In the recent decision of Isle Investments Ltd v Leeds City Council [2021] EWHC Admin 345 the High Court has upheld a Magistrates’ Court decision that a business rates avoidance scheme was a sham and as such the business rates were payable by the landlord, Isle Investments Limited (“Isle”).

The decision is an important development in an area that has seen a flurry of cases in recent years, many of which have been decided against the local authority by upholding the validity of various rates avoidance schemes. This judgment though should encourage those implementing rates avoidance schemes to proceed with caution and carefully consider the details of the particular scheme they seek to implement.

What was the appeal about?

In 2018 Isle acquired three units in an office complex and entered into an arrangement with a company called Crusader whereby Isle agreed to pay Crusader 20% of the business rates payable in respect of the units in exchange for Crusader implementing a rates avoidance scheme.

The rates avoidance scheme in this instance involved Isle granting a number of short-term (21 week) leases to a number of newly created shelf-companies as the tenants. The terms of the various leases provided for the tenants to pay all business rates liability in respect of the units. Additionally some of the leases contained an unusual restriction on the permitted use of the premises, restricting the use to “the purpose of heliciculture by the tenant or persons authorised by the Tenant.” Heliciculture is otherwise known as snail farming, an unusual provision in a lease of premises ordinarily used as offices.

If the leases were genuine, then liability for business rates would sit with the tenant, albeit the judgment inferred it was unlikely such rates would have been paid. Alternatively, if the leases were considered to be shams, Isle would be liable for the business rates as the owner of the premises.

The Magistrates’ Court originally found the leases were sham arrangements, with the District Judge clearly concluding, following a review of the evidence, that a dishonest approach had been formulated to avoid Isle’s liability for business rates.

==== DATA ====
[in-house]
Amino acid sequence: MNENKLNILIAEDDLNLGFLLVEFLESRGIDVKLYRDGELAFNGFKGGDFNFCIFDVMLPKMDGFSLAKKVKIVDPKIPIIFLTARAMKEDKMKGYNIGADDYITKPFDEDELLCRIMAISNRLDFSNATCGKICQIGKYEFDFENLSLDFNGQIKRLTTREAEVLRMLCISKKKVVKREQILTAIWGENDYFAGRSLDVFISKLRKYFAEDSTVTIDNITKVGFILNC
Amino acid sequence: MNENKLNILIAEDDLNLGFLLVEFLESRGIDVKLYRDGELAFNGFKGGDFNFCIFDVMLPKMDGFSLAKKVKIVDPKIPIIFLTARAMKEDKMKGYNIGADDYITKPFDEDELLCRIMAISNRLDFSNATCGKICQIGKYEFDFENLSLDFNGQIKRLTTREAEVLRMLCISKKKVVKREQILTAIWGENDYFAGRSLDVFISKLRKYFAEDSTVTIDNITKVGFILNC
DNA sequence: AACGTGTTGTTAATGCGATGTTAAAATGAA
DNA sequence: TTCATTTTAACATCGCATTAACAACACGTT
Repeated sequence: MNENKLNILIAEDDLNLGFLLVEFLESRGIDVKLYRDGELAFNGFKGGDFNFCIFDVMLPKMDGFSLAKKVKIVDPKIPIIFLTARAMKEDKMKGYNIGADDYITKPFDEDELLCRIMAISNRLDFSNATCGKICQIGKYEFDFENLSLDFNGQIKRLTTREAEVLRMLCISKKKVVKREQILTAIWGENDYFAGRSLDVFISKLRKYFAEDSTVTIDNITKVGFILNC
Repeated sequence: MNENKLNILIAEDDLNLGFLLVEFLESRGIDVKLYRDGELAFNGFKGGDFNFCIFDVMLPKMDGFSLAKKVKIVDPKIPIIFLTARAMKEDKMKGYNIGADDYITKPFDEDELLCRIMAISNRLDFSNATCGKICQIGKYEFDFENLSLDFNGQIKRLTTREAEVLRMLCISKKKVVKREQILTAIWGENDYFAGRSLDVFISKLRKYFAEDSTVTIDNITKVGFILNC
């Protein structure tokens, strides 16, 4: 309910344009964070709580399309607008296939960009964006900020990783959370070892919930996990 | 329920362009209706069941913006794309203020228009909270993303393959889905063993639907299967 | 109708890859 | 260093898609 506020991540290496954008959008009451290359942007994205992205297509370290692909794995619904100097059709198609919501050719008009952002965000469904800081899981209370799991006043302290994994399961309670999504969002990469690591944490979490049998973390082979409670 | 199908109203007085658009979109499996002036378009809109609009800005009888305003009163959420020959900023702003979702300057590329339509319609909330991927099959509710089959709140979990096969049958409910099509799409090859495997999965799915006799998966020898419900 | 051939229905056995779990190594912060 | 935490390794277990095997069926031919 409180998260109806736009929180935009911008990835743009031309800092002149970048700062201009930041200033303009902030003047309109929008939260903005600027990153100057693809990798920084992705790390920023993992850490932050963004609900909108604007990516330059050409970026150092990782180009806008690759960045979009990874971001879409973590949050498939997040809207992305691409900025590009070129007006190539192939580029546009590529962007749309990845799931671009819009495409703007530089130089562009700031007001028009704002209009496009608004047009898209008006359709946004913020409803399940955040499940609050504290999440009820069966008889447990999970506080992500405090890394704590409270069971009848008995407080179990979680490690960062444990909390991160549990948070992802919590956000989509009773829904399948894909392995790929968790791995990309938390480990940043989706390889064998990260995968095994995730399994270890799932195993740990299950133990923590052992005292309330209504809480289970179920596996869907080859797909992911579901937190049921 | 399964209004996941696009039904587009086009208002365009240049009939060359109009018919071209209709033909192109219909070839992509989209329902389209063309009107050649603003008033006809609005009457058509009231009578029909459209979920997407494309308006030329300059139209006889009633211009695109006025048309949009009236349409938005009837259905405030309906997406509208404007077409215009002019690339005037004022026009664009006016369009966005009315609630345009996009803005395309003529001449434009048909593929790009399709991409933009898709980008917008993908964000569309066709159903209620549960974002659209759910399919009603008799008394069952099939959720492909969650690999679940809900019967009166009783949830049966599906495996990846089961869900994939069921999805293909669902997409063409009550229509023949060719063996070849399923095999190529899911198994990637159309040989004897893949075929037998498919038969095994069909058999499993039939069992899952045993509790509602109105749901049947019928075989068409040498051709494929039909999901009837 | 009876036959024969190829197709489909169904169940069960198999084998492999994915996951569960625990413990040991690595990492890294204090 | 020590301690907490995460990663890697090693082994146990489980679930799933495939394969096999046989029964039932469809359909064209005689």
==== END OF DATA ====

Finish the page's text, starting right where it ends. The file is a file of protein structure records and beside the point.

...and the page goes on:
What did the High Court decide?

After reviewing previous authorities relating to sham agreements, particularly in a ratings context, the High Court saw no reason to disturb the finding of the Magistrates’ Court. It held that the District Judge’s decision in the Magistrates’ Court was one which was open to her on the evidence. It therefore refused the appeal and consequently Isle was liable for business rates of around £105,000 for the period between May 2018 to March 2020.

In reaching this decision, the Court did not fully grapple with the distinction between the rates avoidance measures in this case and similar schemes, such as in Secretary of State of Business Innovation and Skills v PAG Management Services Ltd [2015] EWHC 2404 (Ch) and Rossendale Borough Council v Hurstwood Properties (A) Ltd [2017] EWHC 3461 (Ch) which the Courts have declined to classify as shams. In Rossendale the High Court considered that parties were entitled to arrange their affairs to their best advantage within the law, and a transaction could not be challenged merely because it was entered into for the sole purpose of obtaining an advantage as a result of a statutory provision, such as to avoid business rates. Instead the Judge in Isle Investments rationalised his refusal to interfere with the Magistrates’ Court decision by affirming that he was satisfied that the District Judge in the Court below had reached a conclusion that was reasonably and logically open to her on the evidence.

What are the effects of the judgment?

The key message from this judgment is that the viability of rates avoidance schemes remains uncertain. There may be fine line between arrangements which fall on the right side of the line (i.e. arranging affairs so as to minimise tax) and those which fall on the wrong side (i.e. shams).

The Supreme Court’s judgment in Rossendale is currently awaited and it is hoped that decision will provide some certainty as to the viability of the rates avoidance schemes under scrutiny. However, that judgment is not expected to address when a scheme may or may not amount to a sham arrangement given that issue was not argued in the Supreme Court (having been decided at an earlier stage and permission to appeal refused).

The outcome of this case could well increase the appetite of local authorities to challenge other schemes on a similar basis unless the legal position is clarified. In the meantime, parties implementing rates avoidance schemes would be well-advised to very carefully consider the arrangements they are putting in place and whether they will stand up to the “sham test” particularly when a thorough review of the evidence by the lower Courts will not be easily disturbed upon appeal.